Sitting at the dinner table with my typical Afrikaans family, it is a spectacle to see the facial expressions grimace with anger and disgust when the topic of taxi drivers come up. "Nee blerrie hel! Die spoedvark het reg voor my in gery – amper my bakkie gestamp!" As dramatic as it may be for a few minutes, there is a sad undertone to these conversations. For many people it is perfectly fine to sit in traffic while motorbikes come zooming past in the yellow lane, but dare a taxi do it, relieving some congestion in the lane, while transporting a whole groups of people to work. Amidst the latest metered taxi strike, is it not time we take a minute to thank the minibus taxi man.
It's a universal truth that all of us tend to lose our minds in traffic and use the taxi driver as a punching bag. When in fact, we're just making it worse for ourselves? Never mind the fact that we're all kind of jerks on the road, we just don't want to admit it. In his book, Traffic: Why We Drive the Way We Do, journalist Tom Vanderbilt points out that while driving, people are surrounded by others (part of a group), and yet they're also cut off (anonymous), enclosed in steel and glass shells.
"Cars and modern freeways render drivers mute. That makes them mad. Behind the wheel, you're stripped of the ability to communicate in all but the most primitive, non-nuanced ways (honking, hand gestures, and light flashing) while your identity gets reduced down to a brand of vehicle. When you combine all of these factors, you have a really potent recipe for rage and aggressive behaviour." - Bryan Gardiner from Slate expanding on Vanderbilt's point.
Could the solution (easier said than done) be as simple as having a little patience, drizzled with a new perspective and a dash of respect for one another and in particular minibus taxi drivers? In most cases you are sitting behind your steering wheel cursing at the taxi driver, while forcing your way in front of him to make sure he does not take your spot. Is it worth it? As he is most likely just wanting to pass by in front of you to take to the lane you weren't driving in anyway.
Imagine how congested the roads would be, including the air pollution, if everyone had to drive to work in their own cars. Or how much longer do you think you would sit in traffic if each and every taxi stood in the lane with you? Instead, they are taking the risk to drive an alternative and most of the time dangerous route. This is not ideal, especially for the safety of the passengers, and I am not idolising taxi drivers for their actions. But, the fact is the South African government needs to intervene and provide better roads and transport solutions for minibus taxi drivers. But until the day we have official bus and minibus lanes on the highways and all main roads, a taxi driver has to do what a taxi driver has to do.
Alexander Hazen and Sabine Siller, two students from Bocconi University in Milan, Italy, did fieldwork in South Africa as part of a research project into promoting entrepreneurship in Africa's taxi industry. They made sufficient noteworthy points that helped to start the shift of preconceived notions South African commuters have against taxi drivers. "This highly unappreciated industry is a fascinating expression of African entrepreneurship that has evolved into an industry on which more than 15 million people rely, every day."
"There is a vicious cycle that shapes the nature of the service. Forced to work long hours, and incentivised with high-revenue targets from taxi owners from whom they rent the vehicles, drivers are constantly in a rush and always on the lookout for shortcuts to make an extra buck."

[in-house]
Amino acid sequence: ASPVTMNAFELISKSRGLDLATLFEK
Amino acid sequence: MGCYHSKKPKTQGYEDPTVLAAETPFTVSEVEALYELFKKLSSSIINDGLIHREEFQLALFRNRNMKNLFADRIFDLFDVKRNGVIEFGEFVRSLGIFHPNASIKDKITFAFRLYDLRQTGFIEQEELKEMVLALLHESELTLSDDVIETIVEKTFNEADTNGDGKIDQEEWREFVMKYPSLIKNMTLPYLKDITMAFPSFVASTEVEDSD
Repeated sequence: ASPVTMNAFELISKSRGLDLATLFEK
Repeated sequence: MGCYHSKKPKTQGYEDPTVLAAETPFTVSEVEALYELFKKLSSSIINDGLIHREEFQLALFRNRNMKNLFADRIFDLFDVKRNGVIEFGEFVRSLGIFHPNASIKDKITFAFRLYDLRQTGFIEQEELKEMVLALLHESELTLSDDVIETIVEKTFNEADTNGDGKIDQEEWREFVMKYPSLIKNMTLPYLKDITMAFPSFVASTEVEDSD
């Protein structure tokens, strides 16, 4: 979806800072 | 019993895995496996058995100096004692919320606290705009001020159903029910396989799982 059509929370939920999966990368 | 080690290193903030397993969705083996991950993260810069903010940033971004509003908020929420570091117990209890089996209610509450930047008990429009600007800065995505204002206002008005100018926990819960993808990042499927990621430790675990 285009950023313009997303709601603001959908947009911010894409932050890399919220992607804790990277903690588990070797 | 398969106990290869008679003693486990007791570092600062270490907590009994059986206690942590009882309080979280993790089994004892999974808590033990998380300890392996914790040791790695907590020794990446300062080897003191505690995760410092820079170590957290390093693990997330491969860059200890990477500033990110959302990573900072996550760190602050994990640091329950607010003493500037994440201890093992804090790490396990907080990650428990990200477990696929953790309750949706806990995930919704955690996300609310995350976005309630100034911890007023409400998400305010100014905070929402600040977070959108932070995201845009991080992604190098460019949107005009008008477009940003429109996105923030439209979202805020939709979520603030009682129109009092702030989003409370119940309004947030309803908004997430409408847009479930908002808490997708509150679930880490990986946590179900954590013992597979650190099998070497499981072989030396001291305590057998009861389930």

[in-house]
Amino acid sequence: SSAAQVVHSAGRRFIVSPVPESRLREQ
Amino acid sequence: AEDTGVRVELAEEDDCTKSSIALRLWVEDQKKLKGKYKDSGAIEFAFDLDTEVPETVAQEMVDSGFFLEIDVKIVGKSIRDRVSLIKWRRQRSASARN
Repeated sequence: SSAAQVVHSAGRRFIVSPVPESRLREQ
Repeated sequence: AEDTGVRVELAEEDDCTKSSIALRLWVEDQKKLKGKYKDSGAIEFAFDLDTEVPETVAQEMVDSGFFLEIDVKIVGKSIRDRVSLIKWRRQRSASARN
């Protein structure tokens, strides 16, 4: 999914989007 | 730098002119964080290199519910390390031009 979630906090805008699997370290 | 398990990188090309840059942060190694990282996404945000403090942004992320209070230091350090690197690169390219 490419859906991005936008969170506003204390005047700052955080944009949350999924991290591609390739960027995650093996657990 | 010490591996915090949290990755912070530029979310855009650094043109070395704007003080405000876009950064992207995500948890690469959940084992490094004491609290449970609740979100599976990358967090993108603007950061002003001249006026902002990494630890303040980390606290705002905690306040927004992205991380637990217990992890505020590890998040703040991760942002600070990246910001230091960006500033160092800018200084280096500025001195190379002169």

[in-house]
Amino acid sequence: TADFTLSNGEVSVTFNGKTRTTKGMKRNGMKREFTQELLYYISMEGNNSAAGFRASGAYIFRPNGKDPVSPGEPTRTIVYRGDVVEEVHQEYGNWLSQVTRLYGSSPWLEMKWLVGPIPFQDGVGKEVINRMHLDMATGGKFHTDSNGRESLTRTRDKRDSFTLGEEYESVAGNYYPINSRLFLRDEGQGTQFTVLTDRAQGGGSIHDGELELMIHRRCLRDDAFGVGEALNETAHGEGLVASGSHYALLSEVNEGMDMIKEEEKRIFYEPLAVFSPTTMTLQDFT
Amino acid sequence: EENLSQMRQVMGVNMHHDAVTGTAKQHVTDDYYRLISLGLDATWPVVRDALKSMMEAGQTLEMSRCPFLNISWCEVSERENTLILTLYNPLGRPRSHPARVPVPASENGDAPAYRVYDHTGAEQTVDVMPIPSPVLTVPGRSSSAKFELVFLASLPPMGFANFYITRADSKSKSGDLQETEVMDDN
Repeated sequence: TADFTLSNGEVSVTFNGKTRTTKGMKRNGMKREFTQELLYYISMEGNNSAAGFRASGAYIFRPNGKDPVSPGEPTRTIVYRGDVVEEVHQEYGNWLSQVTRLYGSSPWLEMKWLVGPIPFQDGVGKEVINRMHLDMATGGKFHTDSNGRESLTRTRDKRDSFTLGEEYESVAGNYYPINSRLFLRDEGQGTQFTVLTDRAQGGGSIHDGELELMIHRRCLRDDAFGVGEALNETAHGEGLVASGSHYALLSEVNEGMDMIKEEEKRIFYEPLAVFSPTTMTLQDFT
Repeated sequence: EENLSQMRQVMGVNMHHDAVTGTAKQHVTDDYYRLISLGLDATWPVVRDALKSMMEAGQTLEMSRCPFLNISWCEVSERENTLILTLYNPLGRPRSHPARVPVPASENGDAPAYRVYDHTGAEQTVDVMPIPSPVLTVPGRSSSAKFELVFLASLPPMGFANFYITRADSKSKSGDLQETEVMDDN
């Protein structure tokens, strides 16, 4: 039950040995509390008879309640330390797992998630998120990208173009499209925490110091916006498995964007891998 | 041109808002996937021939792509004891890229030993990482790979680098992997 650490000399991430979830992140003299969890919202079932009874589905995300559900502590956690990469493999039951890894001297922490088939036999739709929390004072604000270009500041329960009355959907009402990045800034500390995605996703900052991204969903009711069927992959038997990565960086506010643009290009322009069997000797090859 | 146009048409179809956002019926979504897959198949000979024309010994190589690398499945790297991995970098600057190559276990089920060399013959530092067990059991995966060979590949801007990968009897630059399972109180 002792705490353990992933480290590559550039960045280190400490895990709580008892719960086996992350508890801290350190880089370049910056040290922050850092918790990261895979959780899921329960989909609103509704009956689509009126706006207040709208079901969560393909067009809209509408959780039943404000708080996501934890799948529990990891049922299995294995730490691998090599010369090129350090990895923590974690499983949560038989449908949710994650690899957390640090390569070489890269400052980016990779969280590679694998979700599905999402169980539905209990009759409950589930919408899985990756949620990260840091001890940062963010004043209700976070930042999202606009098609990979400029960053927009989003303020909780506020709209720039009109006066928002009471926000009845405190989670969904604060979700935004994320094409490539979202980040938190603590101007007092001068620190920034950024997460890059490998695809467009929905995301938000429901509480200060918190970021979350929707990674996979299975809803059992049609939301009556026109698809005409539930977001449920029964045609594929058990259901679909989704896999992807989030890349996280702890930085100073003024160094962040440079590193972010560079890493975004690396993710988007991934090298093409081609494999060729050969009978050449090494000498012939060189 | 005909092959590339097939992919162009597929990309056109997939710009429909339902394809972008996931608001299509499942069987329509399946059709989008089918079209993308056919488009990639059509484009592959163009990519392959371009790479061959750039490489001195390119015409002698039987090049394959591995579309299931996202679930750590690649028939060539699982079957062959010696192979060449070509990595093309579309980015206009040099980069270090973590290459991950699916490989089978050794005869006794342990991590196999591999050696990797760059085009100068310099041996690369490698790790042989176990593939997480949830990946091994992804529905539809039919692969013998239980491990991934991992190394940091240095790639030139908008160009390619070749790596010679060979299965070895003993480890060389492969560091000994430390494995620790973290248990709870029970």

We have recently seen the result of a business not adapting fast enough, which came in the form of the metered taxi drivers taking to the highways to protest Uber. While these taxi drivers are not in the same business structure as the minibus taxi drivers, it is worth noticing the difference in entrepreneurial spirit when it comes to adapting to stay relevant and needed. But alas, it's not easier for the minibus taxi man.
"There is a vicious cycle that shapes the nature of the service. Forced to work long hours, and incentivised with high-revenue targets from taxi owners from whom they rent the vehicles, drivers are constantly in a rush and always on the lookout for shortcuts to make an extra buck. When asked: 'Do you like being a taxi driver?' most drivers admit: 'No, I don't like it. I have to work from 4.30am till 9pm, I earn little money, and on top of that people hate us and treat us like dogs!'
Clearly not all drivers are saints, but empathy towards these stressed-out operators would do no harm." Says Hazen and Siller. If individual commuters could show more respect and perhaps raise a smile instead of the middle finger, the roads could make for a safer journey for everyone. Taxi drivers won't feel the need to push and rush, and individual commuters won't pop an eye vein from trying to show their fury to the world because a minibus drove past you.
Hereafter, this article will probably not change the way you drive. But perhaps the idea of an old ranting Afrikaans man spitting out his peas, green bullets flying across the table and hitting his wife's forehead, could be a reminder. Next time you are sitting in traffic it only takes a few seconds longer for the guy in the minibus, transporting innocent commuters, to quickly pass in front of you.
Maybe the dirt road has ran out and they simply want to join your lane for a few minutes before continuing their off-roading journey, who knows? What we do know is that we all tend to act like jerks in our steal-wheel-cases, and everyone can sacrifice a little patience – not our lives.